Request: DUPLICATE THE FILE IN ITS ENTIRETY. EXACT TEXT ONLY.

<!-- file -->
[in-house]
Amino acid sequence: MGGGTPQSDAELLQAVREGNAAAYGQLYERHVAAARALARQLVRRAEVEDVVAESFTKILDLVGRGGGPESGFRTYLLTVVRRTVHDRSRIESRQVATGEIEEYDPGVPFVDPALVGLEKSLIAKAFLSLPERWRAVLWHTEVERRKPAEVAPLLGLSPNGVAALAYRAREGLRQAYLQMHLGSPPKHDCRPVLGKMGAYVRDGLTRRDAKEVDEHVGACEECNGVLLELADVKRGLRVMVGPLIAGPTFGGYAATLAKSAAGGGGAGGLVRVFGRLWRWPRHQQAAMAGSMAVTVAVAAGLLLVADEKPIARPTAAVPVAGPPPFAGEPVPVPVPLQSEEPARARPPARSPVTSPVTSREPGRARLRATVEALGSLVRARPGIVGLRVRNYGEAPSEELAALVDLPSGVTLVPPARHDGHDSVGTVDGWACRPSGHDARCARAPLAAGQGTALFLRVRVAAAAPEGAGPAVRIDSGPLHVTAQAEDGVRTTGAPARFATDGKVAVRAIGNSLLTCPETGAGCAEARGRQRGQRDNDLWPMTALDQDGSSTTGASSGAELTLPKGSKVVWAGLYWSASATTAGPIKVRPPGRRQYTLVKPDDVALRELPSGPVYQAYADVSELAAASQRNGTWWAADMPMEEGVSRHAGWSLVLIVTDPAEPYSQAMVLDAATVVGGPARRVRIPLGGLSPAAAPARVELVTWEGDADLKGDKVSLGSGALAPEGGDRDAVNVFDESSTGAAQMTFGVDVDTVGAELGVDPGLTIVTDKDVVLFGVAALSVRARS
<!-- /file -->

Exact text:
[in-house]
Amino acid sequence: MGGGTPQSDAELLQAVREGNAAAYGQLYERHVAAARALARQLVRRAEVEDVVAESFTKILDLVGRGGGPESGFRTYLLTVVRRTVHDRSRIESRQVATGEIEEYDPGVPFVDPALVGLEKSLIAKAFLSLPERWRAVLWHTEVERRKPAEVAPLLGLSPNGVAALAYRAREGLRQAYLQMHLGSPPKHDCRPVLGKMGAYVRDGLTRRDAKEVDEHVGACEECNGVLLELADVKRGLRVMVGPLIAGPTFGGYAATLAKSAAGGGGAGGLVRVFGRLWRWPRHQQAAMAGSMAVTVAVAAGLLLVADEKPIARPTAAVPVAGPPPFAGEPVPVPVPLQSEEPARARPPARSPVTSPVTSREPGRARLRATVEALGSLVRARPGIVGLRVRNYGEAPSEELAALVDLPSGVTLVPPARHDGHDSVGTVDGWACRPSGHDARCARAPLAAGQGTALFLRVRVAAAAPEGAGPAVRIDSGPLHVTAQAEDGVRTTGAPARFATDGKVAVRAIGNSLLTCPETGAGCAEARGRQRGQRDNDLWPMTALDQDGSSTTGASSGAELTLPKGSKVVWAGLYWSASATTAGPIKVRPPGRRQYTLVKPDDVALRELPSGPVYQAYADVSELAAASQRNGTWWAADMPMEEGVSRHAGWSLVLIVTDPAEPYSQAMVLDAATVVGGPARRVRIPLGGLSPAAAPARVELVTWEGDADLKGDKVSLGSGALAPEGGDRDAVNVFDESSTGAAQMTFGVDVDTVGAELGVDPGLTIVTDKDVVLFGVAALSVRARS